Changing an opinion and admitting you were wrong after believing you were correct is hard, especially when you pride yourself on being an intelligent human being. It can be a little embarrassing or a blow to your ego. Some also find it difficult to stick to the beliefs they hold true in the face of opposition. Think of this in terms of closed-minded and open-minded people:

  • Closed-minded people don’t want their ideas challenged. They want people to agree with them and are more interested in being proven right than asking questions and learning others’ perspectives. They’re focused on being understood rather than understanding.
  • Open-minded people are more curious when someone disagrees and open to the possibility that they might be wrong. The difference in opinion compels them to see things through others’ eyes.

Both Have Their Shortfalls

  • The flexibility of an open mind is great if not, necessary to a point. But bending too quickly or too often might mean giving up their correct beliefs or principles for another set. It made Henry Clay unelectable. Open-minded people are often perceived as too impressionable and not principled enough for holding no firm convictions and granting plausibility to anything.
  • The rigidness of a closed mind makes a person appear true to their values, but those satisfied by their level of knowledge lose all sense of discovery. There’s no further inquiry. Closed minds show strong convictions- right or wrong- because they stubbornly cling to assumptions, emotions, or what they think they know. It’s a passive mind.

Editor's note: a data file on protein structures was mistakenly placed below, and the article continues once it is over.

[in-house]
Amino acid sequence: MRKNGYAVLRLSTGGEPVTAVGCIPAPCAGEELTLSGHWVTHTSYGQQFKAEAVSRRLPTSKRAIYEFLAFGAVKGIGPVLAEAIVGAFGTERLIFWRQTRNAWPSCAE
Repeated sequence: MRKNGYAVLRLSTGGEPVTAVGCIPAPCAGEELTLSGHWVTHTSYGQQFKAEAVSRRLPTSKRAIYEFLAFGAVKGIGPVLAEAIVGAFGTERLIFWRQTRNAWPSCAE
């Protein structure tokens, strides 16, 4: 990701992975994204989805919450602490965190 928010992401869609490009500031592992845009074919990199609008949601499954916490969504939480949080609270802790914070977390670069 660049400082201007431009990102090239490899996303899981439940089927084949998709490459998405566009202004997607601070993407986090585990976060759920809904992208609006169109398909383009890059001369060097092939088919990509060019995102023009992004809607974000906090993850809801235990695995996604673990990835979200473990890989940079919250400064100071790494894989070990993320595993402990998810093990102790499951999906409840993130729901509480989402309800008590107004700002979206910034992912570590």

An Alternative is an Active Mind

Instead of worrying if you’re too open-minded or too close-minded, seek to have an active mind. With an active mind, you’re able and willing to examine ideas critically. An active mind, according to philosopher Ayn Rand, “does not grant equal status to truth and falsehood; it does not remain floating forever in a stagnant vacuum of neutrality and uncertainty; by assuming the responsibility of judgment, it reaches firm convictions and holds to them.”

It’s less about whether or not you change your opinion and more about how you form your opinions. There’s a greater priority on the process of thinking and forming opinions than making a hasty conclusion.

Three Stages of an Active Mind:

  1. Listening: Seek diverse viewpoints from multiple sources, read things that confirm and dispel your opinions, and ensure your understanding.
  2. Synthesizing: Compare old and new information, explore how different ideas fit together or the nuances and subtleties, distinguish between broad principles and narrow interpretations.
  3. Acting. Test your ideas with other people and other experiences. Continue to look to confirm beliefs and detect errors, update your thinking.